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Repeal all laws which criminalise those who sell or are sold for sexual use; provide exit services; and work towards an end to the sex trade

Comment 7th July 2010

 

1. Repeal all criminal sanctions for those who are exploited in prostitution. This includes removing fines, criminal records and ASBOs for loitering or soliciting.

2. Provide support services to help those exploited in prostitution to exit safely and permanently. This means supporting them to overcome the damage caused by prostitution to enable them to avail of other life opportunities including training, education and employment. 

3. Support and strengthen legislation which tackles the root cause of prostitution – the demand. 

Why does this matter?

 

 

1. Those exploited in prostitution – the majority of whom are women and children – are some of the most vulnerable in our society:

  • 75% of women in prostitution became involved when they were under the age of eighteen (Women’s Resource Centre). 
  • Up to 70% of women in prostitution spent time in care.  45% report experiencing sexual abuse and 85% physical abuse during their childhoods(Home Office, 2004).
  • More than half of UK women in prostitution have been raped and/or seriously sexually assaulted and at least 75% have been physically assaulted at the hands of both pimps and punters.(Home Office, 2004)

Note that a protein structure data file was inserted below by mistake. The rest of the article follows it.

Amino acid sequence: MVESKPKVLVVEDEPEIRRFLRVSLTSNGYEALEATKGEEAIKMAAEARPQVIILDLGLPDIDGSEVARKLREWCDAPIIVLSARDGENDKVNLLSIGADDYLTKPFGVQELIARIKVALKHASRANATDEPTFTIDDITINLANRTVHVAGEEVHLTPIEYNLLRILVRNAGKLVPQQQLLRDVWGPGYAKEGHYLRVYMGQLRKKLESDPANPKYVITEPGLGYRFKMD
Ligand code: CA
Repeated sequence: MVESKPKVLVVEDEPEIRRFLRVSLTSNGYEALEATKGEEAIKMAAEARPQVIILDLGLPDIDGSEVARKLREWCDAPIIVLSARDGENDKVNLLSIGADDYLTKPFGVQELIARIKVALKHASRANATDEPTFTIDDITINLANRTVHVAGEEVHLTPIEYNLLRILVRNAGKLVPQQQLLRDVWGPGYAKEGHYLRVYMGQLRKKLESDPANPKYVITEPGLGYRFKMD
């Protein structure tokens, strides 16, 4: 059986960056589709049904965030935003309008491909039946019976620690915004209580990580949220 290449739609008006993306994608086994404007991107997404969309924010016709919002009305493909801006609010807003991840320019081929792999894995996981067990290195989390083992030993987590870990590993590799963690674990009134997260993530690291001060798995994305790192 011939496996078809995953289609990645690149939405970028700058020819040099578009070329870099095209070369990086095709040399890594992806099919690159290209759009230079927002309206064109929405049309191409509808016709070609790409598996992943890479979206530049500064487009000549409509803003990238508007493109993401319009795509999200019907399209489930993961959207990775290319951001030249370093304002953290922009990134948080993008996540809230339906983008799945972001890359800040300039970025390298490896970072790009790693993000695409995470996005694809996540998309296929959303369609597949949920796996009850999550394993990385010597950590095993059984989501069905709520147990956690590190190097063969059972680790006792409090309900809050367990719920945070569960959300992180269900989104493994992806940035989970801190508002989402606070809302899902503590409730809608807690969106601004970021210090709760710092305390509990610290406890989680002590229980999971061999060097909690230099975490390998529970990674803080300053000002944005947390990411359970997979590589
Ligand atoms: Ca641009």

• 68% of women in prostitution meet the criteria for Post Traumatic Stress Disorder (PTSD) in the same range as victims of torture and combat veterans undergoing treatment (Farley, 2003).
  • 9 out of 10 women surveyed would like to exit prostitution (Farley, 2003).

Criminalising people exploited in prostitution fails to address the reasons that led to their involvement in the first instance – such as poverty, drug use or coercion by a third party. It does not give people the opportunity to exit prostitution and get themselves out of prostitution and it simply makes them more vulnerable.

2. Instead of criminalising people in prostitution, support services are needed to help them exit prostitution safely and permanently.

3. It is logical that without demand there would be no supply.Therefore, to ensure that future generations of vulnerable women and children are not drawn or coerced into the sex trade, it is necessary to tackle the demand for prostitution. It is the demand for prostitution that expands the industry and fuels trafficking for commercial sexual exploitation.

This is why Section 14 of the Policing and Crime Act 2009 which makes it a crime to pay for sex from somebody who has been coerced, threatened, deceived or subjected to force is so important, and why it was supported by survivors of prostitution and 68 human rights NGOs who work on this issue. To give a red light to commercial sexual exploitation, this legislation needs to be enforced, publicised and strengthened – especially in preparation for the Olympics in 2012, for which significant expansion of the sex industry is predicted.

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